2 Crispin Lane

The Laundry

2 Crispin Lane – The Laundry 2016-10-25T14:26:29+00:00
Crispin House

Crispin House (centre of photograph)

The next family we know to have occupied Crispin House is that of Arthur Thomas and Ethel Higgins.  Click here to read about the previous phase of the property’s history

We were surprised to learn that there is no known connection between the family of Arthur Thomas Higgins and that of Oliver Higgins, the blacksmith who lived opposite.

Arthur was born in Bristol in 1895, the son of Henry and Sarah Ann Higgins.  We are told that he came to Thornbury from Fishponds.  The 1901 Census shows him living in Eastville with his parents.  Henry was an undertaker’s labourer from Pensford.  He had married Sarah Ann Barnes in Bristol in 1890.

Arthur joined the Regular Army in the First World War and served with the Old Contemptibles.  In 1916 he married Ethel Young in Thornbury.

Ethel Higgins

Ethel Higgins

We are a little unsure about Ethel’s early years.  The special register compiled in 1939 in preparation for the war shows Ethel’s date of birth as 4th September 1886.  An Ethel Young was registered in the Thornbury District in the December quarter 1886.  Census records in 1901 and 1911 show that she was born in Berkeley.  We think that there is a possibility that she was the Ethel Leary Young baptised in Berkeley on 30th June 1889.  She was the daughter of Rosina Young, a single woman.  Rosina married Henry Edward Summers, a labourer from Thornbury in 1891.  In the 1891 census ‘Ethel Summers’ is living with Henry and Rosina in Grovesend Lane.  Ethel was aged four and born in Berkeley.

We were told by her daughter that Ethel attended the Council School, where we understand she was in a class using the Quaker Meeting Hall.  By the 1901 census Ethel had left home and she is listed as a 14 year old servant employed by Charles Virgo in Almondsbury.  She was then listed under the name of Ethel Young.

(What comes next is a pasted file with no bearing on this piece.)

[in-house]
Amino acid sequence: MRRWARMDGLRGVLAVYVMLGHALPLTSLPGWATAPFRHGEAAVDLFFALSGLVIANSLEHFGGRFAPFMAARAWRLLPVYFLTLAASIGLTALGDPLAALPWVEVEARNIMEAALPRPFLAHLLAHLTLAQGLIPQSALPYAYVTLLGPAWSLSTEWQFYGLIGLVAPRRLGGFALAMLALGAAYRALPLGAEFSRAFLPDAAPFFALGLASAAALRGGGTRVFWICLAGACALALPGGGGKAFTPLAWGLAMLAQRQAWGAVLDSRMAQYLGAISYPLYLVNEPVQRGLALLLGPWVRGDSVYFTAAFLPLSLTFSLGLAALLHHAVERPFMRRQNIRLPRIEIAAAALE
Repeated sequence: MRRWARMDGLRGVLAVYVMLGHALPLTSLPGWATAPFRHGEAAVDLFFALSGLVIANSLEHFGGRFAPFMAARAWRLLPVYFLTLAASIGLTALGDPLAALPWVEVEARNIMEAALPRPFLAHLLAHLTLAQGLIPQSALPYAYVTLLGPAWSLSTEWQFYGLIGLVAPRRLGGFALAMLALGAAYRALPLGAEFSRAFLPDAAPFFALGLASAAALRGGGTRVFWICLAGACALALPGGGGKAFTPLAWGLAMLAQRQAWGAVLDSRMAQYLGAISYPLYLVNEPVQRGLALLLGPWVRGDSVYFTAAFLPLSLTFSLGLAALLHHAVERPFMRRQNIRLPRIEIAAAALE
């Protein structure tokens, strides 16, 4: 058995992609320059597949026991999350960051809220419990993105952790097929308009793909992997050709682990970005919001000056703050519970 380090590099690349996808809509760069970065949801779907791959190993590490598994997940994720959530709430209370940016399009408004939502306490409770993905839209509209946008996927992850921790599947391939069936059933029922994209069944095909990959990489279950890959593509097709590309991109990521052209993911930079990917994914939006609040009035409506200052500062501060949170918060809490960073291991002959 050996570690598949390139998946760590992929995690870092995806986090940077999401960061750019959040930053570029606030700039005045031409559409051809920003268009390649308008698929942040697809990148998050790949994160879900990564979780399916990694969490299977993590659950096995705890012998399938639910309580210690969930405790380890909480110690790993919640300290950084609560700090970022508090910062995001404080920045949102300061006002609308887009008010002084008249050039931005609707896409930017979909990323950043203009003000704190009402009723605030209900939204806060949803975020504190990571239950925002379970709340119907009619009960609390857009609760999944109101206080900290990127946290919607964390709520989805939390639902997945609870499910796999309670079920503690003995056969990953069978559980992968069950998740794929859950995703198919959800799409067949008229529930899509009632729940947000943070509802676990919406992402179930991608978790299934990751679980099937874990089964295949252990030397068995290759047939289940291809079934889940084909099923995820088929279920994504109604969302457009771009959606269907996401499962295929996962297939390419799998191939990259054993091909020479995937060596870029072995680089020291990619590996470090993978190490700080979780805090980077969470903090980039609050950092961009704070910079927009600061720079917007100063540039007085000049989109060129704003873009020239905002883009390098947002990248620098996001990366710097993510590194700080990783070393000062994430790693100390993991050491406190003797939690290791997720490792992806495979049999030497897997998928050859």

Ethel’s daughter also told us that Ethel went into service at Shen where she learnt cooking skills from Edmund Cullimores’s wife.  The 1911 census confirms she was working as a general domestic servant for Edmund Cullimore at Shen, Thornbury.  She was aged 24 and born in Berkeley.

Arthur and Ethel were employed as porter and porteress at the Thornbury Union Workhouse and they were living in the Porter’s Lodge when their daughter, Amie was born in 1925.  Amie tells us that her mother had to take two weeks holiday to give birth to Amie.  She also has great pleasure in telling people that she was born in the Workhouse.  One of Ethel’s duties was supervising the inmates in the workhouse laundry.   She seems to have been very ambitious and she had the idea of starting her own laundry.

Ethel bought Crispin House in 1926 for £490.  She quickly made a planning application to build an ironing room and ran the premises as a laundry.  The laundry was a success and provided services for the various large houses around the Thornbury area.  The laundry was run by Ethel and she was the driving force in the family.  She employed about three assistants to help her with the work.  Arthur was a fitter employed by by BAC at Filton.

Arthur and Ethel lived in the house for about 30 years.

During this time it seems possible that the Higgins family had lodgers in the property.  The Western Daily Press of 12 April 1934 reported on the funeral of Albert Summers aged 34 who lived at Crispin House, presumably with his wife.  The list of mourners included Norah and Amy Higgins who were described as nieces.  We also note that according to the electoral registers 1935 to 1946 Cecil Victor Pearson was also living in the house.

The special register compiled in 1939 in preparation for the war lists Arthur and Ethel, her daughter Emily N Young and lodger Cecil V. Pearson, a widowed journeyman tailor born on 23rd September 1870.  Arthur was described as a ‘Casual ward Attendant in the P.A.C.’ which was the Workhouse.  Ethel was described as ‘Laundress (Mistress)’.  Emily was an unmarried lady born on 11th March 1906 and described as being ‘Incapacitated’.  There was one other person whose details were ‘blacked out’.

Ethel died aged 59 years  on 3rd January 1947 at the Bristol Royal Infirmary “after a long and painful illness.”  She was buried in Thornbury Cemetery on 8th January 1947.  Arthur arranged to split the property, selling the laundry to Snowline Laundry who continued operating it.  It was still being advertised in the 1951 programme for the Thornbury Flower Show.  Arthur remained in the house with Amie and her family until he died in 1974 aged 79 years.

Ethel had a daughter, Norah, before she met Arthur.  Norah Emily Young lived with Arthur and Ethel in Crispin House for many years.  She died in July 1983 aged 77 years.  Arthur and Ethel had one daughter, Amie Ethel Wools Higgins, born in 1925.  The unusual middle name of ‘Wools’ comes from the surname of Amie’s great grandmother, Flora Wooles.   Read more about Amie Higgins

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